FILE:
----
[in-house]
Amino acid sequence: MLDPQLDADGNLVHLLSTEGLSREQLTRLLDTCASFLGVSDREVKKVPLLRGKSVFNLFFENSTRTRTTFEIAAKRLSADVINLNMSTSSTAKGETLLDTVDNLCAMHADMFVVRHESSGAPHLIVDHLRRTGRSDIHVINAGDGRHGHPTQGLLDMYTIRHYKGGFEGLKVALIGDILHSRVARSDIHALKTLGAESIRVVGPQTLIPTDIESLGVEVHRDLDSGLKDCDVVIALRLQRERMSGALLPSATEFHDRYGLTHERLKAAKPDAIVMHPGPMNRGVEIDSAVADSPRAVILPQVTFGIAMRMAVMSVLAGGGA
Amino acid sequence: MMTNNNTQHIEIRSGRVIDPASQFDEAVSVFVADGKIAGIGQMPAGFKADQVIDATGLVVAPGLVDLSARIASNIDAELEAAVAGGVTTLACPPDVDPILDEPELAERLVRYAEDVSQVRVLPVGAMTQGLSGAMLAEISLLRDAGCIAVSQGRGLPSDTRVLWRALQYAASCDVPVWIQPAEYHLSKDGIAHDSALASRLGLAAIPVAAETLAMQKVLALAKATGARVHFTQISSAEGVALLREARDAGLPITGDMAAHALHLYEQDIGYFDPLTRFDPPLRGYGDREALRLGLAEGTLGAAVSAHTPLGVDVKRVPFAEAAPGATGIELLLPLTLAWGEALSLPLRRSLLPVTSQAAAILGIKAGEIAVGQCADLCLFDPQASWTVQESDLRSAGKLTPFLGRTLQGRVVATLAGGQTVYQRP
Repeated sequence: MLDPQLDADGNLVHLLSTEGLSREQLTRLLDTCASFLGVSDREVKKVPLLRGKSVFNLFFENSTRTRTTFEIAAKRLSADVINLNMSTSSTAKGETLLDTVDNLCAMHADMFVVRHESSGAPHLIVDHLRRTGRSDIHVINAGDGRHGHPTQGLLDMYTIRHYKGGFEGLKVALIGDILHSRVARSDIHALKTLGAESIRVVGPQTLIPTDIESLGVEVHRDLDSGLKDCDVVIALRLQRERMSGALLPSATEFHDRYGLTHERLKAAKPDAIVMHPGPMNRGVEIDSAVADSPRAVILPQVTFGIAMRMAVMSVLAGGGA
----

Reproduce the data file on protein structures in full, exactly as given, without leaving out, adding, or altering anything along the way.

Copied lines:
[in-house]
Amino acid sequence: MLDPQLDADGNLVHLLSTEGLSREQLTRLLDTCASFLGVSDREVKKVPLLRGKSVFNLFFENSTRTRTTFEIAAKRLSADVINLNMSTSSTAKGETLLDTVDNLCAMHADMFVVRHESSGAPHLIVDHLRRTGRSDIHVINAGDGRHGHPTQGLLDMYTIRHYKGGFEGLKVALIGDILHSRVARSDIHALKTLGAESIRVVGPQTLIPTDIESLGVEVHRDLDSGLKDCDVVIALRLQRERMSGALLPSATEFHDRYGLTHERLKAAKPDAIVMHPGPMNRGVEIDSAVADSPRAVILPQVTFGIAMRMAVMSVLAGGGA
Amino acid sequence: MMTNNNTQHIEIRSGRVIDPASQFDEAVSVFVADGKIAGIGQMPAGFKADQVIDATGLVVAPGLVDLSARIASNIDAELEAAVAGGVTTLACPPDVDPILDEPELAERLVRYAEDVSQVRVLPVGAMTQGLSGAMLAEISLLRDAGCIAVSQGRGLPSDTRVLWRALQYAASCDVPVWIQPAEYHLSKDGIAHDSALASRLGLAAIPVAAETLAMQKVLALAKATGARVHFTQISSAEGVALLREARDAGLPITGDMAAHALHLYEQDIGYFDPLTRFDPPLRGYGDREALRLGLAEGTLGAAVSAHTPLGVDVKRVPFAEAAPGATGIELLLPLTLAWGEALSLPLRRSLLPVTSQAAAILGIKAGEIAVGQCADLCLFDPQASWTVQESDLRSAGKLTPFLGRTLQGRVVATLAGGQTVYQRP
Repeated sequence: MLDPQLDADGNLVHLLSTEGLSREQLTRLLDTCASFLGVSDREVKKVPLLRGKSVFNLFFENSTRTRTTFEIAAKRLSADVINLNMSTSSTAKGETLLDTVDNLCAMHADMFVVRHESSGAPHLIVDHLRRTGRSDIHVINAGDGRHGHPTQGLLDMYTIRHYKGGFEGLKVALIGDILHSRVARSDIHALKTLGAESIRVVGPQTLIPTDIESLGVEVHRDLDSGLKDCDVVIALRLQRERMSGALLPSATEFHDRYGLTHERLKAAKPDAIVMHPGPMNRGVEIDSAVADSPRAVILPQVTFGIAMRMAVMSVLAGGGA